where αi is a normalization constant (αCC = 257.7 and αCN = 93.52) and n is the total number of bonds in the molecule. The optimized bond length, or Ropt, is 1.388 Å for a C–C bond and 1.334 Å for a C-N bond. The results of HOMA calculations at the B3LYP/6-31G(d,p) level in the gas and ethanol phases are shown in Table 6. Evidently, Table 6's HOMA results offer a good match with the relative energies and the structure of the thiol-thione tautomer in both gas and ethanol solvent. The strength of HB of thiol in the gas phase can be attributed to the highest value of HOMA (0.89) of the thiophenyl ring. Through the formation of thione tautomer, the five- and six-membered rings exhibit reasonably higher and lower delocalization, with HOMA values of 0.61 and 0.67, respectively. The five-membered ring's lower HOMA values in the thiol form (0.48) compared to the thione (0.61) tautomer indicate that its electron delocalization to the IHB ring in the thiol form is involved. With a slightly higher HOMA value than the five-membered ring due to tautomerization, the seven-membered ring indicates a greater aromatic character. From the HOMA values of all rings, thiol seems to have strong π-stacking ability, hence having more aromaticity and stability in gas phase. In ethanol, the aromaticity of the five- and seven-membered rings of thione is increased (0.66 and 0.76, respectively), which raises the summation of HOMA. Thus, the aromaticity and stability of thione are noticed in ethanol solvent. The comparison of HOMA values for the thiophenyl ring and five-membered ring for R1 in the gas phase (0.92 and 0.44), R2 (0.94 and 0.46) and R3 (0.93 and 0.47) seems to suggest a stronger delocalization and the higher stability of the R2 structure. A slight change observed in ethanol preserves the higher stability of R2 and R3 than R1.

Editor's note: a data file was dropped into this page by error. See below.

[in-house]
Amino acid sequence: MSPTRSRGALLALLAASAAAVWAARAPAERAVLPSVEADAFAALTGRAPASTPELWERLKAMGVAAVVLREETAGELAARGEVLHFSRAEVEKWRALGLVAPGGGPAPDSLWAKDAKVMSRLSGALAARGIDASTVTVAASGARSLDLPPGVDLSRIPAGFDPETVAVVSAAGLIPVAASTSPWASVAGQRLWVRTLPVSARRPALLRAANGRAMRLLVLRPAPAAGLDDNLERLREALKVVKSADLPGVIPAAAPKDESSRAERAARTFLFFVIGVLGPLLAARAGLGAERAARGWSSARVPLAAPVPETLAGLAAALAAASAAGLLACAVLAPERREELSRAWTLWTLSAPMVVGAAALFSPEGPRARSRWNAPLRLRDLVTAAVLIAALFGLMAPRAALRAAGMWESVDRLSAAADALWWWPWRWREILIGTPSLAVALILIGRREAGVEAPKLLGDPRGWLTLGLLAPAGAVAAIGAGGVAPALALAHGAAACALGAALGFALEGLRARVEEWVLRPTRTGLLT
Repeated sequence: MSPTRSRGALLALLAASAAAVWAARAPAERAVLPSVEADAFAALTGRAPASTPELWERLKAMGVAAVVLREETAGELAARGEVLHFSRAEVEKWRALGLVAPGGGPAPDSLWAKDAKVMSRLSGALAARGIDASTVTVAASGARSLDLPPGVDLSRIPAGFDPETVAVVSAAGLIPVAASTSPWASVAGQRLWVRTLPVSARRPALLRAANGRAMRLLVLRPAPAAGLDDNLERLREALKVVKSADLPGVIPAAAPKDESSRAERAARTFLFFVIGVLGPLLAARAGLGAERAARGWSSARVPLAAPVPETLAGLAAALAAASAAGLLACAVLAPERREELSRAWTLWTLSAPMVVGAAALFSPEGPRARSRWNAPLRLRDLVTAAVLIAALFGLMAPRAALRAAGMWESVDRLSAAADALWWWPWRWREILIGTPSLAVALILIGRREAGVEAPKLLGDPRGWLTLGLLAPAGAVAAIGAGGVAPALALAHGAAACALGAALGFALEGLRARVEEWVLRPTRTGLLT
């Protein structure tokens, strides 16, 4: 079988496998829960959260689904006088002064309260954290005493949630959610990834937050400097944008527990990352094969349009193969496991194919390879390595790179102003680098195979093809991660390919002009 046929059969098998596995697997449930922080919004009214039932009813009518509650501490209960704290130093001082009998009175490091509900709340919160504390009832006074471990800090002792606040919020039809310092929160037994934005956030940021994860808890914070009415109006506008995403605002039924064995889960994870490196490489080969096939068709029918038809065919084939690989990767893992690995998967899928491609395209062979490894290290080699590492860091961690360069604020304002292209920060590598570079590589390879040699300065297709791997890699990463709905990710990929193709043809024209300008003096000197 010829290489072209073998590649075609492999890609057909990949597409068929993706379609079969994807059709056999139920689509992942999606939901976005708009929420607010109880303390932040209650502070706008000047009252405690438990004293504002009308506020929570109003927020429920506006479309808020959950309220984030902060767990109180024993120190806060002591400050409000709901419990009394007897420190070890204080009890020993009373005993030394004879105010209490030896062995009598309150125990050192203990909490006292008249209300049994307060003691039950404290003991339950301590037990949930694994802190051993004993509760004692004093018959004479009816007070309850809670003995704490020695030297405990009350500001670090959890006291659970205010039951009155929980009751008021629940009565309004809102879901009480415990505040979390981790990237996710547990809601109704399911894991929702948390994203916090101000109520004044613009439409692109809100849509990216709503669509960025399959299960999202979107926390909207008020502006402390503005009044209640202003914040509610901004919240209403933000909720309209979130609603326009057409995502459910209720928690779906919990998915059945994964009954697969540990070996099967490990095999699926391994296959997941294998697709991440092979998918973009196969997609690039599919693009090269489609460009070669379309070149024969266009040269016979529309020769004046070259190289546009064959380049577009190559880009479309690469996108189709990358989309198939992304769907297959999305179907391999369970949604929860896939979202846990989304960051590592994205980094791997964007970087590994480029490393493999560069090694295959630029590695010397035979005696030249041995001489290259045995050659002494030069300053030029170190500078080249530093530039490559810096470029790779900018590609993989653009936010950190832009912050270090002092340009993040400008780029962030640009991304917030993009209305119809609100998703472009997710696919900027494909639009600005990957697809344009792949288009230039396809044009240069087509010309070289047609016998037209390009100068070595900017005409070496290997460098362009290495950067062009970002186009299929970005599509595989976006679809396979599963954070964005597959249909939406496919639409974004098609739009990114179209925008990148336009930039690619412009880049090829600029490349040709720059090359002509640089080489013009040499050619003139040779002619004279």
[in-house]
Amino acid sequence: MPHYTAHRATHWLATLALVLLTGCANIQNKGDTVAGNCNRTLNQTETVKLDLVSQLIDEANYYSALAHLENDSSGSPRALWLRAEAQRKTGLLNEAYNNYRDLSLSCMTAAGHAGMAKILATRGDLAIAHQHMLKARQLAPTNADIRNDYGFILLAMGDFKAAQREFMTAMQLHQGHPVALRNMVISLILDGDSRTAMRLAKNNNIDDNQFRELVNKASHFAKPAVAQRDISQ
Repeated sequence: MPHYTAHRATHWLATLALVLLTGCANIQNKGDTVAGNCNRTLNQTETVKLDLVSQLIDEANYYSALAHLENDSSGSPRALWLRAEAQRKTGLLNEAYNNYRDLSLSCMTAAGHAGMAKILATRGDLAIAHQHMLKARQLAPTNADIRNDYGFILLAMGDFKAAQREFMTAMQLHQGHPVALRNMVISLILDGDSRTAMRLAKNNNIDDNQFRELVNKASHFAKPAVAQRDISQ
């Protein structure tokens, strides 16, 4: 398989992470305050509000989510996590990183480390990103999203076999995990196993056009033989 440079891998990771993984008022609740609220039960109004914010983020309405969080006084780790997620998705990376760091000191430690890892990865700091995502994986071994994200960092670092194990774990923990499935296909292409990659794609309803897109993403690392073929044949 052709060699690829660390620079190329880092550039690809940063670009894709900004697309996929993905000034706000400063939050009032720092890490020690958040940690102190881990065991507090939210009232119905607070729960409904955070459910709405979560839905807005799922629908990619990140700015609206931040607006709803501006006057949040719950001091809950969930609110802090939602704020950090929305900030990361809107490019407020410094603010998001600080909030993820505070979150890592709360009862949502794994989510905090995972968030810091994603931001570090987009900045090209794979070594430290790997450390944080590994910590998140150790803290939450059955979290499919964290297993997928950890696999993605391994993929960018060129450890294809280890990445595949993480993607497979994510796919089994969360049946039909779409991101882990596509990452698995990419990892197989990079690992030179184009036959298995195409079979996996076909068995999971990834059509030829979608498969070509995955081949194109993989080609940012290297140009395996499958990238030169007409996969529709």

Another aromaticity investigation that can be assessed through magnetic criteria is the NICS46,47. That can be defined as the negative value of the absolute magnetic shielding calculated at some selective points. The more negative the NICS values, the more aromatic the ring. The NICS(0) and NICS(1) values are computed at the center and 1A˚ above the aromatic ring, respectively. Aromatic systems possess negative NICS values, as that indicates the presence of an induced diatropic ring current. Positive NICS values refer to paratropicity and are present in antiaromatic systems. Very small NICS values refer to nonaromatic systems. The NICS indices calculated as a single point at the B3LYP/6–31 G(d,p) level in the gas phase are given in Table 6. According to previous studies of NICS calculation46,47,77,78,79, the five-membered ring is more aromatic than the six-membered ring followed by the seven-membered ring. As can be seen from Table 6, the pyrrole ring is more aromatic than benzene, and the aromaticity is less in the seven-membered ring. In the gas phase, the thiophenyl ring of thiol exhibits a larger negative NICS(1)zz value (-18.96 ppm) than thione (NICS(1)zz (-14.57)). In the presence of a polar solvent like ethanol, very minute variations in magnetic indices of aromaticity are seen. Due to the absence of IHB production and an increase in π-electron delocalization, the investigated rotamers exhibit somewhat larger NICS(1)zz values of the thiophenyl ring than thiol.

The high correlation between the experimental21 and theoretical22 NMR chemical shifts of 2-(2-hydroxyphenyl)-1-azaazulene (2OHPhAZ) at the B3LYP/6-31G(d,p) level that has been previously recorded22 imparts trust in the computational techniques utilized. The calculated 1H and 13C NMR chemical shifts \(\delta\) (ppm) values for the 2-(2-Mercaptophenyl)-1-azaazulene tautomers and rotamers calculated in CHCl3 at the B3LYP/6-31G (d,p) level of theory are listed in Table 7. For the 1H NMR chemical shift, the hydrogen atoms bonded to carbon atoms in aromatic rings, ranging from 6 to 8 ppm80,81,82. The thione NH1 proton and the thiol SH1 proton have high chemical shifts (high downfield shift/low-field proton signal) at \( \delta\) 18.4 and 13.6 ppm, respectively. While for rotamers, the SH1 proton was assigned at lower chemical shifts in the range of \(\delta\) 3.9 to 4.6 ppm. This is due to the presence of HB in the thiol and thione structures and the absence of HB in the structures of rotamers. The azaazulenyl ring and phenyl ring protons in the studied compounds showed a low chemical shift in the range of 7.2 to 8.9 ppm.